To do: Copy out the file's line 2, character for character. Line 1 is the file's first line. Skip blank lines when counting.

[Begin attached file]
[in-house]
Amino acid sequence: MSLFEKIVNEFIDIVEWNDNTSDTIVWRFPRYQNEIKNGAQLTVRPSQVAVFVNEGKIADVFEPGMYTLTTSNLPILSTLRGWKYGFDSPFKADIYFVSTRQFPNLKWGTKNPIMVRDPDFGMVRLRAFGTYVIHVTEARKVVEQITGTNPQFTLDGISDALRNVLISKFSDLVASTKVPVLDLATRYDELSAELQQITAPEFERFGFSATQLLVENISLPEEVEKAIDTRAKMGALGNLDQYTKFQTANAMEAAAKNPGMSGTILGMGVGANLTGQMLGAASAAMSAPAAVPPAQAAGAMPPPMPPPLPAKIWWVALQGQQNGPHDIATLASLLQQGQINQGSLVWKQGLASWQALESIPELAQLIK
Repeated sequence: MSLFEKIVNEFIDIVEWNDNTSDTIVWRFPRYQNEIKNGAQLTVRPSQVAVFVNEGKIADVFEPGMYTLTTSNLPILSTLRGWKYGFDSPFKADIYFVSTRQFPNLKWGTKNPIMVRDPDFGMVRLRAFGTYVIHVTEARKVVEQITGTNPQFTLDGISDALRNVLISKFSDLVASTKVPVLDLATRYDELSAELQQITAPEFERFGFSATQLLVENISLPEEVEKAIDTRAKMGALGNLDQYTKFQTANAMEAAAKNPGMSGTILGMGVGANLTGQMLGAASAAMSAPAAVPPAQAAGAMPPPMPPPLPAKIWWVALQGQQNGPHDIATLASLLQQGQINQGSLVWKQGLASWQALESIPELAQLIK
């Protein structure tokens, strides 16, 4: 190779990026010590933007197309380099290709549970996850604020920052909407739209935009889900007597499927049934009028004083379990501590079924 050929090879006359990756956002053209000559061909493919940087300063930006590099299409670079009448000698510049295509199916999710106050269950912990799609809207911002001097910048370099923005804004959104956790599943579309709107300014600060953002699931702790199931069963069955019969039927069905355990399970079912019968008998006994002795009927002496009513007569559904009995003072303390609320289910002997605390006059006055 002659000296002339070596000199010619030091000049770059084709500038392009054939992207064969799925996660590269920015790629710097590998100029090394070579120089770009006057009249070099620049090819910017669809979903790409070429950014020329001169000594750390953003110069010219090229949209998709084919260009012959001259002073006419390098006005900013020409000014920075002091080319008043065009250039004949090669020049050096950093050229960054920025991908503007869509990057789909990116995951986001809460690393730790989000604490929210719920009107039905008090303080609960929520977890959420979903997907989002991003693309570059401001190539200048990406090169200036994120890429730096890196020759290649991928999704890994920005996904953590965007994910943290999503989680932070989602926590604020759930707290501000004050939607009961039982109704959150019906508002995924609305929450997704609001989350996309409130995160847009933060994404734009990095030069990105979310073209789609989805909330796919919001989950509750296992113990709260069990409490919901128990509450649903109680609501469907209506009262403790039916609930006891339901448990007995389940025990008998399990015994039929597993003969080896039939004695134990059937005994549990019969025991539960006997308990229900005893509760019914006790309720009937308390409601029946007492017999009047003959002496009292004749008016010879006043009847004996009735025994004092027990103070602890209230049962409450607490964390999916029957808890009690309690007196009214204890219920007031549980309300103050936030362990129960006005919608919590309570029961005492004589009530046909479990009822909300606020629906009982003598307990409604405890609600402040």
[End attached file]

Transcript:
Amino acid sequence: MSLFEKIVNEFIDIVEWNDNTSDTIVWRFPRYQNEIKNGAQLTVRPSQVAVFVNEGKIADVFEPGMYTLTTSNLPILSTLRGWKYGFDSPFKADIYFVSTRQFPNLKWGTKNPIMVRDPDFGMVRLRAFGTYVIHVTEARKVVEQITGTNPQFTLDGISDALRNVLISKFSDLVASTKVPVLDLATRYDELSAELQQITAPEFERFGFSATQLLVENISLPEEVEKAIDTRAKMGALGNLDQYTKFQTANAMEAAAKNPGMSGTILGMGVGANLTGQMLGAASAAMSAPAAVPPAQAAGAMPPPMPPPLPAKIWWVALQGQQNGPHDIATLASLLQQGQINQGSLVWKQGLASWQALESIPELAQLIK